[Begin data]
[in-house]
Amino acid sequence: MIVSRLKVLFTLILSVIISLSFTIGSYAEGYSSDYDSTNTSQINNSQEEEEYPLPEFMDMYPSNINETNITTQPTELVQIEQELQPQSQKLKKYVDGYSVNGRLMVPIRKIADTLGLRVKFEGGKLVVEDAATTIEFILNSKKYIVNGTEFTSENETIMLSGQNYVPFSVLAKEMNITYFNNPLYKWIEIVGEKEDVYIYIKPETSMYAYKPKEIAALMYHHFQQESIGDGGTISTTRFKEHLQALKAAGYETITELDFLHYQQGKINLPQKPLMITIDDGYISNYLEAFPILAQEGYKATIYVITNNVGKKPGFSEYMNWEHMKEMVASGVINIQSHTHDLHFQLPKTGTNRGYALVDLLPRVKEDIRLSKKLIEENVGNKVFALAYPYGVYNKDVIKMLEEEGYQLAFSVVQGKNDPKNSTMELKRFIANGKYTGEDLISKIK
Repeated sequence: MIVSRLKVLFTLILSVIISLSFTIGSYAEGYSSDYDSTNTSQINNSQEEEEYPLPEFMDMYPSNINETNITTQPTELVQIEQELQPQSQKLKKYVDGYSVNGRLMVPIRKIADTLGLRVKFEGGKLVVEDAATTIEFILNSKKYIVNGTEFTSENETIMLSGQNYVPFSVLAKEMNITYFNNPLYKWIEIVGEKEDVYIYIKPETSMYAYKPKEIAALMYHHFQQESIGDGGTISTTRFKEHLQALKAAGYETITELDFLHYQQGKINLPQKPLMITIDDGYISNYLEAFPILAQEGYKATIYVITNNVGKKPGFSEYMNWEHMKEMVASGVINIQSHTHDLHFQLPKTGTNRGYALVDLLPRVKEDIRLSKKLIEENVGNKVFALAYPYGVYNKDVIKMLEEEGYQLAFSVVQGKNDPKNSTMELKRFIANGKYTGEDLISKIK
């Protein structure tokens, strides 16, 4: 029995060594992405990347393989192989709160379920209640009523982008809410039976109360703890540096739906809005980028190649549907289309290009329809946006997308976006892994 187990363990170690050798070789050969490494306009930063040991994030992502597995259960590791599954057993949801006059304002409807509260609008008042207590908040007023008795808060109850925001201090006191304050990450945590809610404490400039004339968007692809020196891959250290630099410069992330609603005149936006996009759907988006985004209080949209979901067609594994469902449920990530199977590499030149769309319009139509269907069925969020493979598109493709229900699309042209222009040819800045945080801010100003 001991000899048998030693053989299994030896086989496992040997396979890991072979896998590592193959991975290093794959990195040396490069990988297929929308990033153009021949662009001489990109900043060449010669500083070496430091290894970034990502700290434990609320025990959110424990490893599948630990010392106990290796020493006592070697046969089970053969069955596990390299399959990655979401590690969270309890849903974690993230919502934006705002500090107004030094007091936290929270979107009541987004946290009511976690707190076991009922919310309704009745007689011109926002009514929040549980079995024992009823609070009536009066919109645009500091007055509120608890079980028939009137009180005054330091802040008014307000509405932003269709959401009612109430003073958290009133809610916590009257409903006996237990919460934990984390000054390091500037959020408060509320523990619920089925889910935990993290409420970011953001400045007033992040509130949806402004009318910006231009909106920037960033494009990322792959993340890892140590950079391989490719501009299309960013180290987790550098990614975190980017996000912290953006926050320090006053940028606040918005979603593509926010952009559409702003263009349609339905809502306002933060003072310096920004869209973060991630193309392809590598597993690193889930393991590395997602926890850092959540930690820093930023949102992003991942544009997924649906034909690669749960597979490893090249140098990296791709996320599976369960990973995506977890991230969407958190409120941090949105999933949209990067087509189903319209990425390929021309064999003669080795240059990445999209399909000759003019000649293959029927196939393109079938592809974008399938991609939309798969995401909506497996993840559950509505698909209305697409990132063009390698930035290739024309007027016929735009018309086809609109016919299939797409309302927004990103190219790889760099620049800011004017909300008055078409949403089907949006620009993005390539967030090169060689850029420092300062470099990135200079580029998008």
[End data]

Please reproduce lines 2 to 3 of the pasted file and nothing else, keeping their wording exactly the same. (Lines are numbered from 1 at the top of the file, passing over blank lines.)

Amino acid sequence: MIVSRLKVLFTLILSVIISLSFTIGSYAEGYSSDYDSTNTSQINNSQEEEEYPLPEFMDMYPSNINETNITTQPTELVQIEQELQPQSQKLKKYVDGYSVNGRLMVPIRKIADTLGLRVKFEGGKLVVEDAATTIEFILNSKKYIVNGTEFTSENETIMLSGQNYVPFSVLAKEMNITYFNNPLYKWIEIVGEKEDVYIYIKPETSMYAYKPKEIAALMYHHFQQESIGDGGTISTTRFKEHLQALKAAGYETITELDFLHYQQGKINLPQKPLMITIDDGYISNYLEAFPILAQEGYKATIYVITNNVGKKPGFSEYMNWEHMKEMVASGVINIQSHTHDLHFQLPKTGTNRGYALVDLLPRVKEDIRLSKKLIEENVGNKVFALAYPYGVYNKDVIKMLEEEGYQLAFSVVQGKNDPKNSTMELKRFIANGKYTGEDLISKIK
Repeated sequence: MIVSRLKVLFTLILSVIISLSFTIGSYAEGYSSDYDSTNTSQINNSQEEEEYPLPEFMDMYPSNINETNITTQPTELVQIEQELQPQSQKLKKYVDGYSVNGRLMVPIRKIADTLGLRVKFEGGKLVVEDAATTIEFILNSKKYIVNGTEFTSENETIMLSGQNYVPFSVLAKEMNITYFNNPLYKWIEIVGEKEDVYIYIKPETSMYAYKPKEIAALMYHHFQQESIGDGGTISTTRFKEHLQALKAAGYETITELDFLHYQQGKINLPQKPLMITIDDGYISNYLEAFPILAQEGYKATIYVITNNVGKKPGFSEYMNWEHMKEMVASGVINIQSHTHDLHFQLPKTGTNRGYALVDLLPRVKEDIRLSKKLIEENVGNKVFALAYPYGVYNKDVIKMLEEEGYQLAFSVVQGKNDPKNSTMELKRFIANGKYTGEDLISKIK